*Rare tropical event update* Unusual twin tropical cyclones are about to form, going face to face on both sides of the Equator. North system already a tropical storm, but the south one will be stronger and likely to hit Madagascar with hurricane force!
A rare situation that we wrote about two days ago, is now developing further. Twin tropical systems will form in the western Indian ocean, on each side of the equator at the same time.
UPDATE 04.December: 5 Systems are now live in the Indian Ocean:
Tropical convection seen in the western Indian Ocean is now starting to organize. A tropical storm has already formed north of the equator. Currently, the area is officially called Storm 06A Six, and is generating tropical-storm-force winds. The images below from Meteosat shows the organizing tropical storm north of the equator.
Sea surface temperatures in the region are around or over 30°C, and are supportive for further development.
This is a rather rare situation, as twin tropical cyclones will spin up, on a similar longitudinal line (55°E), but on opposite sides of the equator. This is not something we can witness every year or even every few years. The graphics from GFS data reveals the spiral structure of the two systems spinning in opposite directions, and total precipitation on the second graphic indicates vigorous convection in both systems. The southern system can be seen tracking towards Madagascar.
Our animation from the GFS model data shows the formation of the two systems and their circulation on both hemispheres. A rather cool shot, not seen very often.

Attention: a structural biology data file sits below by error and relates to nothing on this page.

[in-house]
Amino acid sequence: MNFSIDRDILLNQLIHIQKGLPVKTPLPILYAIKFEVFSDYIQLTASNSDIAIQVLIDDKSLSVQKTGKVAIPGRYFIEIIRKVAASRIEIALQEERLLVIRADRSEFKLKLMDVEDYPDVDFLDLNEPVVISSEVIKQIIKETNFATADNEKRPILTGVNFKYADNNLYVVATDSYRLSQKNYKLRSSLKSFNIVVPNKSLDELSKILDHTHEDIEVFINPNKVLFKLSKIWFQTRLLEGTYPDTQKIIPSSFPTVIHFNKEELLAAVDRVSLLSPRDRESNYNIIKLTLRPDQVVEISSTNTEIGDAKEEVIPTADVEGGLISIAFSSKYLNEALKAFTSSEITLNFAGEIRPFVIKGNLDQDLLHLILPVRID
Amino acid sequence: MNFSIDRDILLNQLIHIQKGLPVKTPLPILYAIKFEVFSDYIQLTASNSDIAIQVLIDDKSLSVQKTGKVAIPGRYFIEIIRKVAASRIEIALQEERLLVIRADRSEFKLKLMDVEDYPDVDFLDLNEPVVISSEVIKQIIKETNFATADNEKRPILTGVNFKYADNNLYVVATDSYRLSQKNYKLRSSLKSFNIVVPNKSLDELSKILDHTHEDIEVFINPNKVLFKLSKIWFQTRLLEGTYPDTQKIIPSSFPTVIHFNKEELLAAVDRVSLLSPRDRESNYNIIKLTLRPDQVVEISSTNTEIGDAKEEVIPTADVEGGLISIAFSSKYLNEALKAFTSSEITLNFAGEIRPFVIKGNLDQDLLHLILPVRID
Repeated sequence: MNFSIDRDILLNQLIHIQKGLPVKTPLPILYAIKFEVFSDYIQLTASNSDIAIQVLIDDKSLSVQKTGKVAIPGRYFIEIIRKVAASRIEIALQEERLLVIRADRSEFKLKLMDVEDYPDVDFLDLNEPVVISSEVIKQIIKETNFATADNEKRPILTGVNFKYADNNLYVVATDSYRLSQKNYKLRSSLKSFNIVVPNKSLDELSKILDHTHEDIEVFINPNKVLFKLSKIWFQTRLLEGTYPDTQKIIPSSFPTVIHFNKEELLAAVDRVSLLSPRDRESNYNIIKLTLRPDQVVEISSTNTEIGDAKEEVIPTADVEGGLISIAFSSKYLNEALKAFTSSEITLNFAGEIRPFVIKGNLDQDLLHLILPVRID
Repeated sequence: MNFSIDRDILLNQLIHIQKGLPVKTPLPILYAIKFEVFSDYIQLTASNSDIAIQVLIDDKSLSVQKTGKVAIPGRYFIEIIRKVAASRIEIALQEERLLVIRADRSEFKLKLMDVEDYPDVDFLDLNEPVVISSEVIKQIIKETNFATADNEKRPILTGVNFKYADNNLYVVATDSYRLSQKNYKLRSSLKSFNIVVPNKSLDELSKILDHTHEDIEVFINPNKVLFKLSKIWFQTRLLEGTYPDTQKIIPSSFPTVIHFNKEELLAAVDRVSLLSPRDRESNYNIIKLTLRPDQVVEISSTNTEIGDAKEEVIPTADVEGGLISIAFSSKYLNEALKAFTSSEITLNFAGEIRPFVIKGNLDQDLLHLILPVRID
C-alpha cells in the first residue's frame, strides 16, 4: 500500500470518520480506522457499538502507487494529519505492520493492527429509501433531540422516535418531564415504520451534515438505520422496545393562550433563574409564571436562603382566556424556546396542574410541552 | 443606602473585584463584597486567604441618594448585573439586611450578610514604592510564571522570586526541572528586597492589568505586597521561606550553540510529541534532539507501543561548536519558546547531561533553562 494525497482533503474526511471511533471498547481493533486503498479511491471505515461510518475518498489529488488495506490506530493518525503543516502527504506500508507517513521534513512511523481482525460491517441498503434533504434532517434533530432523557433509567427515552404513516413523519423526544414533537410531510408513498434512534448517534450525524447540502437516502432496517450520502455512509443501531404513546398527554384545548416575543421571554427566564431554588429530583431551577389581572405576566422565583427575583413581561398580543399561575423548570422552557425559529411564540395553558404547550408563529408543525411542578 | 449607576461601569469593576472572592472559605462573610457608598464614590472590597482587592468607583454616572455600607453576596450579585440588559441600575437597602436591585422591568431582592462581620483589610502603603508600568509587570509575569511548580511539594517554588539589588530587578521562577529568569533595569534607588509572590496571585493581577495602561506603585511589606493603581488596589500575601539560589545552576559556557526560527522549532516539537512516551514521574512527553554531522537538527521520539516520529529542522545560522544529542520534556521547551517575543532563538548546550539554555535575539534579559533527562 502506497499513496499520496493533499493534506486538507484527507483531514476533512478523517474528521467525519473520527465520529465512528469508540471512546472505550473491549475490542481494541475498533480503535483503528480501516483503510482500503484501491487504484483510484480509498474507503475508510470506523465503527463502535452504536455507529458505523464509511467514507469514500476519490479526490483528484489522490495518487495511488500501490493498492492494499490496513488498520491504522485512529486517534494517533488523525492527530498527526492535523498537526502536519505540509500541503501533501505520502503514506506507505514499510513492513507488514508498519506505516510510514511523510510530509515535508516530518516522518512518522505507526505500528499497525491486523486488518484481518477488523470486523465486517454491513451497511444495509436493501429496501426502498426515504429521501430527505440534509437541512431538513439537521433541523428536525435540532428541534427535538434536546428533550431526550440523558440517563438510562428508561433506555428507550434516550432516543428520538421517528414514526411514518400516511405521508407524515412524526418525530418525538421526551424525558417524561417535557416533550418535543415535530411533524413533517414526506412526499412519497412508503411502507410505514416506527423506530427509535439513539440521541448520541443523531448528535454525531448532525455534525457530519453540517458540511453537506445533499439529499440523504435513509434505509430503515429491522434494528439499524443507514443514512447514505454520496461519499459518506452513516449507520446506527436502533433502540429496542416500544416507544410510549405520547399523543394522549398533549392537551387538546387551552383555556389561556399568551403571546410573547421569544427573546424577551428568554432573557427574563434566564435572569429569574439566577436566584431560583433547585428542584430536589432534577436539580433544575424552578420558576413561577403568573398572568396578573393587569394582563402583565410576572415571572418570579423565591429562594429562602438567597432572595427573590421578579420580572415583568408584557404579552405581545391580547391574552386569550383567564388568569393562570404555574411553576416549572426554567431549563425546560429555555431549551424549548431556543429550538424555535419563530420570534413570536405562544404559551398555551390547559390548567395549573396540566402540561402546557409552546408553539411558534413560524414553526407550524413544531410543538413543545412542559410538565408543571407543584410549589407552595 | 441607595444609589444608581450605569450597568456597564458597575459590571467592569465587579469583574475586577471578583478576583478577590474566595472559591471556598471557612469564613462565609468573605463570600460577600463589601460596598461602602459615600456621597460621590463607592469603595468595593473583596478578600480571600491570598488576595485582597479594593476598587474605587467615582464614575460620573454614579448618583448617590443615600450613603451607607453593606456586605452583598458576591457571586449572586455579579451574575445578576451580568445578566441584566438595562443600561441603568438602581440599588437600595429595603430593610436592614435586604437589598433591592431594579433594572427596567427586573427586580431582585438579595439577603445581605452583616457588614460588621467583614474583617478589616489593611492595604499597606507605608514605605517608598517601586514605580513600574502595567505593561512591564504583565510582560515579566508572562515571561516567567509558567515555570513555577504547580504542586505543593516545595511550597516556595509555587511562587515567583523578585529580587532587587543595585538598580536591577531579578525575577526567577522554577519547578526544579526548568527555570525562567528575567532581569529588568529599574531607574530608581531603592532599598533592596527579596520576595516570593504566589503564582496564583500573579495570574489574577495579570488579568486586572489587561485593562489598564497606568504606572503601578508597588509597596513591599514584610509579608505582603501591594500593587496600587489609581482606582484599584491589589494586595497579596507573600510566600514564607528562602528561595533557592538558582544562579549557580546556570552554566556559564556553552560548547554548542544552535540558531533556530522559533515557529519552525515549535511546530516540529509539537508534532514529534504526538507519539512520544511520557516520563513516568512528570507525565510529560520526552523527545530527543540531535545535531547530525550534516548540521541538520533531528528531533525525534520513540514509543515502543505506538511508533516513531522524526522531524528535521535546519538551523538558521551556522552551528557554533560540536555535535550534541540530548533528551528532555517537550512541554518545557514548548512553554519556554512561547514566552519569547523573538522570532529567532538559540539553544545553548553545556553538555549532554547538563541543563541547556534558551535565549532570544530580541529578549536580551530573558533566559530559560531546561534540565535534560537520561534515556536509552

GEFS Ensemble forecast reveals the track for both systems. The northern system is expected to reach tropical storm status at maximum strength, and going west. But the southern system is forecast to go south, strengthening along the way, and moving directly towards Madagascar.
Wind forecasts for the southern system, currently called Invest 91S, shows possible landfall in Madagascar with hurricane-force winds. As seen on the ensemble forecasts above, this system is very unpredictable for now, as the true tropical depression has not yet formed. That means that the modells are still mainly guessing the track based on limited starting data. Once the system forms, the forecasts will become more accurate and we will have a better idea of the path and strength of the system. Below are two examples of model forecasts from HWRF and CMC-GEM. The respected ECMWF model also shows the landfall of this system into north Madagascar, with hurricane-force winds.
We will keep you updated on any important further development. While you wait for more updates, make sure to check out the full 365-day animation of Atlantic ocean currents, seasonal cooling and warming, and tropical systems leaving cold trails in the warm tropical waters:
Interested in our calendar? We are proud to present and promote the best weather photographers in Europe – see details: